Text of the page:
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21. ProtoSociology: Volume > 29
Manussos Marangudakis Multiple Modernities and the Theory of Indeterminacy: On the Development and Theoretical Foundations of the Historical Sociology of Shmuel N. Eisenstadt
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The essay presents the parallel development of Shmuel Eisenstadt’s historical and theoretical sociology from a critical correction of structural functionalism found in The Political Systems of Empires to the full development of the theory of indeterminacy of his later works that culminated in the ‘multiple modernities’ thesis. The key factor that shapes the course of Eisentadt’s theoretical progress is the crucial role of various elites to fill the open space between actuality and potentiality creating and sustaining institutions that permit the development of structural differentiation according to some fundamental cosmological and cognitive principles that shape the course of historical development inside these social systems. Infusing structural-functionalism with a strong dose of conflict sociology, Eisenstadt came to the conclusion that social development is not a process of internal systemic growth, but the unintended consequence of the elites’ efforts to institutionally control free resources. And while this process in the pre-modern past led to the development of relatively distinct civilizations, in the framework of modernity has created a global framework of fundamental contradictions of tensions intrinsically irresolvable.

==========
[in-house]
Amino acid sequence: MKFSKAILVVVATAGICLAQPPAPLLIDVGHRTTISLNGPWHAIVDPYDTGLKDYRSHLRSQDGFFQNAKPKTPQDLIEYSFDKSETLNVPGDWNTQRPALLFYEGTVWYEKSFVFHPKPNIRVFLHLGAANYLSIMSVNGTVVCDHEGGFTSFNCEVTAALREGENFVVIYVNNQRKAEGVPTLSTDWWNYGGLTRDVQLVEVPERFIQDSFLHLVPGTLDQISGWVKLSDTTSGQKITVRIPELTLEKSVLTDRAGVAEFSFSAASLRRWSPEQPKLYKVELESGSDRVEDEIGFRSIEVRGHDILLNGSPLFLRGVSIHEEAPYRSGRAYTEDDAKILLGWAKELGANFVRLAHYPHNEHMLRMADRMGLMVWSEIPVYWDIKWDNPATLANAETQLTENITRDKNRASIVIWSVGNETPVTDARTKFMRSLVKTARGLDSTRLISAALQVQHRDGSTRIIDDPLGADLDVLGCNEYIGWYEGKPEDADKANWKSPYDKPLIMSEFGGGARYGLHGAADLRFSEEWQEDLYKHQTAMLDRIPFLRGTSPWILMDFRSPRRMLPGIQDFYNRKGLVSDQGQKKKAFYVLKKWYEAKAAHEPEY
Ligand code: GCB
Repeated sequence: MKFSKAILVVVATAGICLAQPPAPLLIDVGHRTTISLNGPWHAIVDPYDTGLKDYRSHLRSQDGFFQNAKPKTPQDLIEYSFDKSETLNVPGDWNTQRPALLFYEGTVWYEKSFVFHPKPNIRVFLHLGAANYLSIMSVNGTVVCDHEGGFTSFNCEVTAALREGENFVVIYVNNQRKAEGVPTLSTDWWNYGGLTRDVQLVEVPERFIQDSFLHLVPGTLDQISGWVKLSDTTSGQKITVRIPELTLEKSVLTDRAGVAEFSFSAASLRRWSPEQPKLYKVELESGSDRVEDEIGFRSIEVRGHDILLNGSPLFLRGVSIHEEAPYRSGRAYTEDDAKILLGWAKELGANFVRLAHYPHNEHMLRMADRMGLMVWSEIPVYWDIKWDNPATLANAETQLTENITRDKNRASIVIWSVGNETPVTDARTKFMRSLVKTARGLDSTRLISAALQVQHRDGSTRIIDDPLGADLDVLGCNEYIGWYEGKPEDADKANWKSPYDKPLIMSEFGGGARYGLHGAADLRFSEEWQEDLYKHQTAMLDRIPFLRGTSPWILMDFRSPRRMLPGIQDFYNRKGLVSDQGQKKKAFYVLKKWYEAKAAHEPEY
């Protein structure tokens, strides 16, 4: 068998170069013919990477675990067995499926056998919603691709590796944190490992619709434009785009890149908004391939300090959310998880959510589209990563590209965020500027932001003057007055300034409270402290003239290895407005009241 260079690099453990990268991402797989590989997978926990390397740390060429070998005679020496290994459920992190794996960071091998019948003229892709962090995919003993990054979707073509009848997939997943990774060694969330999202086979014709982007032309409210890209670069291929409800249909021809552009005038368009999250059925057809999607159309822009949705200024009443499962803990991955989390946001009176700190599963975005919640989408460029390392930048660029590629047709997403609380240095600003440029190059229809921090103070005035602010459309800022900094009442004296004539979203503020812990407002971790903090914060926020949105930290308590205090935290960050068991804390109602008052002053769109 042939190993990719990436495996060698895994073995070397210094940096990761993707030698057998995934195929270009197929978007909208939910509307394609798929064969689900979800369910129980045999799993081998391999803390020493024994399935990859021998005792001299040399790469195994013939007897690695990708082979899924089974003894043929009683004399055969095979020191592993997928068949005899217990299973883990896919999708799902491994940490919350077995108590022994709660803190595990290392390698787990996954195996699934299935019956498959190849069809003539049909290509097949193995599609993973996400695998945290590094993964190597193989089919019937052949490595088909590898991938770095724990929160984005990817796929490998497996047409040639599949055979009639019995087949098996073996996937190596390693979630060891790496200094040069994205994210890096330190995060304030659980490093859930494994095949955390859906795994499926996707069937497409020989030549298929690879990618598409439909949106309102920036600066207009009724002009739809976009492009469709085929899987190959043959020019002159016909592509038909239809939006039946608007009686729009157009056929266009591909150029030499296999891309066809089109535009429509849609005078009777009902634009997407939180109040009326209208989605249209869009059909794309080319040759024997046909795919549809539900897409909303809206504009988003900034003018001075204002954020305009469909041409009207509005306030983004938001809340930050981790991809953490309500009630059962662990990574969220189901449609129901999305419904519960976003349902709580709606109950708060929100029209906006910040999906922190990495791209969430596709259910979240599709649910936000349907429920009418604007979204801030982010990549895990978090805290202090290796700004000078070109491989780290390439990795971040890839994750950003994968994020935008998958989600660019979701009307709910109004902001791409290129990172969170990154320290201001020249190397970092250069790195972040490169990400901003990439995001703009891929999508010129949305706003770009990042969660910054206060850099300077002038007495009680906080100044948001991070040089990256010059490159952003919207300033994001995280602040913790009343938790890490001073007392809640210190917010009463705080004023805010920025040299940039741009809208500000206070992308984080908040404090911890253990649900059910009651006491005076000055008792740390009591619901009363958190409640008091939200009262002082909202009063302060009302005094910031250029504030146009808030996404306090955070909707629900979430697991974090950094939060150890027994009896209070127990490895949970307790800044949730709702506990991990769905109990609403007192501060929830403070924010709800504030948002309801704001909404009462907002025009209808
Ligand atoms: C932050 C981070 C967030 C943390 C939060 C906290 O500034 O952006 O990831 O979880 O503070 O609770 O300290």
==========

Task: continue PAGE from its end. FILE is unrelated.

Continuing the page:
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22. ProtoSociology: Volume > 29
Scott Wilson China’s State in the Trenches: A Gramscian Analysis of Civil Society and Rights-Based Litigation